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Norwalk Council moves to ban plastic stirrers

From left, Norwalk Common Council President Tom Livingston (D-District E) and Ordinance Committee Chairwoman Eloisa Melendez (D-District A) listen to a citizen explain what “splash sticks” are, Tuesday in City Hall.

NORWALK, Conn. — Plastic straws are set to become an “opt in” situation in Norwalk, in a proposal moving to the full Norwalk Common Council for approval on Oct. 8.

The Council Ordinance Committee on Tuesday voted unanimously not to ban plastic straws but to institute an “ask first” policy City-wide. Plastic stirrers are set to be banned.  

The proposed ordinance reads:

  • “No Food or Beverage Establishment in the City of Norwalk shall sell, provide, or distribute a Single-Use Plastic Stirrer.
  • “No Food or Beverage Establishment in the City of Norwalk shall sell, provide, or distribute a Single-Use Plastic Straw unless requested by the consumer.”

 

Establishments that provide plastic straws without being asked to do so by their customers will be warned on their first violation and then subject to a $150 fine for the second violation and a $250 fine for the third and subsequent violations.

The proposed plastic straw ban morphed into the “ask first” policy out of concern for the disabled.

This strikes a “thoughtful balance” that will “reduce plastic straw waste without requiring people with disabilities to go through unnecessary steps or identify themselves as such to get vital eating tools,” Attorney Anna Keegan of the Human Relations & Fair Rent Department wrote in a memo to the Committee. “…If people ask for a straw and are handed a paper one, they are likely to believe that is the only straw available and ask no further. As I have said before, plastic straw alternatives are inadequate for the needs of many people with disabilities, and some can be actively harmful.”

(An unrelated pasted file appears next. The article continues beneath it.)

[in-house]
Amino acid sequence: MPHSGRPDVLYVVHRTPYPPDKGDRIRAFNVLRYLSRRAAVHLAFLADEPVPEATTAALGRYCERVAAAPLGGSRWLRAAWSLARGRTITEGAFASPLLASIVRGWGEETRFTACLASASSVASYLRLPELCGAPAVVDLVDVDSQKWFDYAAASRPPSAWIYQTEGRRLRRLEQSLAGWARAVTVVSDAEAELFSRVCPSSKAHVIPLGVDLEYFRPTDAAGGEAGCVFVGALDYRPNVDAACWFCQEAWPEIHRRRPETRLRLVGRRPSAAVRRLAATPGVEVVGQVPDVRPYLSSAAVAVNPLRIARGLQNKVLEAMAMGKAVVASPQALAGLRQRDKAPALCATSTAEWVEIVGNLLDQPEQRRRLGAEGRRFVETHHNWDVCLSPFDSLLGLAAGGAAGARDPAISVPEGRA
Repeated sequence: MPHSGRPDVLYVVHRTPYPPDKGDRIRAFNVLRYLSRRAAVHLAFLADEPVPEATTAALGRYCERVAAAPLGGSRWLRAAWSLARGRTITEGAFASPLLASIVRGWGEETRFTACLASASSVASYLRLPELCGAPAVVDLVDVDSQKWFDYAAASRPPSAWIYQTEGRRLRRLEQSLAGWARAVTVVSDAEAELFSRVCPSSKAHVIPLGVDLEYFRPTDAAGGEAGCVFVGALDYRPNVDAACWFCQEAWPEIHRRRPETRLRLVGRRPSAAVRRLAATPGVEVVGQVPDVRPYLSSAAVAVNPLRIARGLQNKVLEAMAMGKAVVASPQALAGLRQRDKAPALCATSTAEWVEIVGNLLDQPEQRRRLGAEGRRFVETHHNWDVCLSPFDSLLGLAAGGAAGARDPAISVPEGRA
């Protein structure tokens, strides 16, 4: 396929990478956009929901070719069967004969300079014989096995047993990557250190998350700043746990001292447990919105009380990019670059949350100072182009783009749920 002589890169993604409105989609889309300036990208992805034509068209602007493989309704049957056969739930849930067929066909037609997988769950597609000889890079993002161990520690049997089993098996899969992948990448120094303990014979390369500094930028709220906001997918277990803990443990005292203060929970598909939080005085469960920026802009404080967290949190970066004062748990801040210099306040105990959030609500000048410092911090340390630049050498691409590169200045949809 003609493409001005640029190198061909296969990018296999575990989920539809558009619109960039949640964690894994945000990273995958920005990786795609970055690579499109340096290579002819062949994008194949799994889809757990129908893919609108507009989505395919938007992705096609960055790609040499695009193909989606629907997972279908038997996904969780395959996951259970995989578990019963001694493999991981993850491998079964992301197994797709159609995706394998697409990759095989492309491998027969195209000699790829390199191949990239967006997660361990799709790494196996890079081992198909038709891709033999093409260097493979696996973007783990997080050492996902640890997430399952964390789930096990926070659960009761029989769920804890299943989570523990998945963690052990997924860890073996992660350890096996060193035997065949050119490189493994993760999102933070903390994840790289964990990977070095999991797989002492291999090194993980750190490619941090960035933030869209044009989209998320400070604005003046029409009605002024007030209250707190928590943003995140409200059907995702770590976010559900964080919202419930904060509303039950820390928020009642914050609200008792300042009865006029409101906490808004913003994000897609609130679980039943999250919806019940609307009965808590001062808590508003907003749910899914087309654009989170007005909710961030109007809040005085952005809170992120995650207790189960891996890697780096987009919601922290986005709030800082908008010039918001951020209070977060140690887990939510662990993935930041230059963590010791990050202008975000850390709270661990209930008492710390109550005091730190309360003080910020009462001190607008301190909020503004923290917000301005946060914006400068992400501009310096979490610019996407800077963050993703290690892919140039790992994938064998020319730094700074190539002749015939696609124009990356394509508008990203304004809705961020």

Ordinance Committee Chairwoman Eloisa Melendez (D-District A) said she had just spent a weekend in Chicago where she and a friend were given metal straws in a bar, without asking for them.

“I totally understand the rationale … There’s a serious danger, though,” she said. “I was looking at the thing like, ‘Okay, this is probably not the best thing to give people who are drinking alcohol.’”

The Committee briefly debated a suggestion from the Surfrider Foundation, relayed by Council President Tom Livingston (D-District E), that “splashsticks” and “lid plugs” be added to the ban.

It developed that splashsticks are separate pieces of plastic made to be inserted into the hole of a coffee or other hot beverage lid to keep hot liquid from escaping while the beverage is in transit. Lid plugs serve the same function.

“I hate those things,” Melendez said, of splashsticks.

“I think they’re stupid,” Council member Chris Yerinides (D-District A) agreed. “…If you slam on your brakes on the highway. That coffee’s going all over your car anyway, the splash stick isn’t gonna save you.”

Council member Michael Corsello (D-At Large) disagreed, saying that the splash stick can make a big difference. “It does a lot more than just keep the heat in. In fact, it could even prevent injuries.”

“For me, the basic question is, is there a non-plastic alternative?” Council member Colin Hosten (D-At Large) asked. “Besides, you know, obviously, you know, could they develop a paper-based splash stick? Of course, they could if they were forced to.”